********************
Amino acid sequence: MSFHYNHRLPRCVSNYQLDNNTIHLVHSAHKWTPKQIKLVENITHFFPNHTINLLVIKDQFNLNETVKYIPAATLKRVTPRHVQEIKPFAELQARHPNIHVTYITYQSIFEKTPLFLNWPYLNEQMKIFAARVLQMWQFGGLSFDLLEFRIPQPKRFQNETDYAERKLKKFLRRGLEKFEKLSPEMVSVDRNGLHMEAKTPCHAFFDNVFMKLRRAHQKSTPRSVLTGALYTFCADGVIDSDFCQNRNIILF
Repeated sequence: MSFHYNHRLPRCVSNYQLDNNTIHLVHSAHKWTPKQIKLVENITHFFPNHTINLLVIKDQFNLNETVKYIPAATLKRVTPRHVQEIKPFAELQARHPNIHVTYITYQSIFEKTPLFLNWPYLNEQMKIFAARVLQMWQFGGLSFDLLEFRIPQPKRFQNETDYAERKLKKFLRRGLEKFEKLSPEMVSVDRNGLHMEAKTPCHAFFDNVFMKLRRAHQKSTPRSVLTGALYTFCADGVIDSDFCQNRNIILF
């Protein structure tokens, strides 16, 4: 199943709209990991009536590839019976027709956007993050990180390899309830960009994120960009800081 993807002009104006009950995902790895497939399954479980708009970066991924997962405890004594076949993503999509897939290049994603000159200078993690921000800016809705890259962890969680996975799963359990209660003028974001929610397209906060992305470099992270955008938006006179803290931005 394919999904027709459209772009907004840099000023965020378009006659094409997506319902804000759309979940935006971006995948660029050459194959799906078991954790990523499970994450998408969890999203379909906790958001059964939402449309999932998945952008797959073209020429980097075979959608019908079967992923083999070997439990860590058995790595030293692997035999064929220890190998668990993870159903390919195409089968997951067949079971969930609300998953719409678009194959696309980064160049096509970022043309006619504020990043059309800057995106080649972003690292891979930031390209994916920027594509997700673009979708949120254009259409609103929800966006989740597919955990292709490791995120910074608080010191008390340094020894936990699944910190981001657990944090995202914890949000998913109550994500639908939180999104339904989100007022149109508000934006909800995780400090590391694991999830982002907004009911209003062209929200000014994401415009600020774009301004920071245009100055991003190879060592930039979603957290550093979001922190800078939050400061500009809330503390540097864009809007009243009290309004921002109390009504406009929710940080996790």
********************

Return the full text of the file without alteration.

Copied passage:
Amino acid sequence: MSFHYNHRLPRCVSNYQLDNNTIHLVHSAHKWTPKQIKLVENITHFFPNHTINLLVIKDQFNLNETVKYIPAATLKRVTPRHVQEIKPFAELQARHPNIHVTYITYQSIFEKTPLFLNWPYLNEQMKIFAARVLQMWQFGGLSFDLLEFRIPQPKRFQNETDYAERKLKKFLRRGLEKFEKLSPEMVSVDRNGLHMEAKTPCHAFFDNVFMKLRRAHQKSTPRSVLTGALYTFCADGVIDSDFCQNRNIILF
Repeated sequence: MSFHYNHRLPRCVSNYQLDNNTIHLVHSAHKWTPKQIKLVENITHFFPNHTINLLVIKDQFNLNETVKYIPAATLKRVTPRHVQEIKPFAELQARHPNIHVTYITYQSIFEKTPLFLNWPYLNEQMKIFAARVLQMWQFGGLSFDLLEFRIPQPKRFQNETDYAERKLKKFLRRGLEKFEKLSPEMVSVDRNGLHMEAKTPCHAFFDNVFMKLRRAHQKSTPRSVLTGALYTFCADGVIDSDFCQNRNIILF
């Protein structure tokens, strides 16, 4: 199943709209990991009536590839019976027709956007993050990180390899309830960009994120960009800081 993807002009104006009950995902790895497939399954479980708009970066991924997962405890004594076949993503999509897939290049994603000159200078993690921000800016809705890259962890969680996975799963359990209660003028974001929610397209906060992305470099992270955008938006006179803290931005 394919999904027709459209772009907004840099000023965020378009006659094409997506319902804000759309979940935006971006995948660029050459194959799906078991954790990523499970994450998408969890999203379909906790958001059964939402449309999932998945952008797959073209020429980097075979959608019908079967992923083999070997439990860590058995790595030293692997035999064929220890190998668990993870159903390919195409089968997951067949079971969930609300998953719409678009194959696309980064160049096509970022043309006619504020990043059309800057995106080649972003690292891979930031390209994916920027594509997700673009979708949120254009259409609103929800966006989740597919955990292709490791995120910074608080010191008390340094020894936990699944910190981001657990944090995202914890949000998913109550994500639908939180999104339904989100007022149109508000934006909800995780400090590391694991999830982002907004009911209003062209929200000014994401415009600020774009301004920071245009100055991003190879060592930039979603957290550093979001922190800078939050400061500009809330503390540097864009809007009243009290309004921002109390009504406009929710940080996790």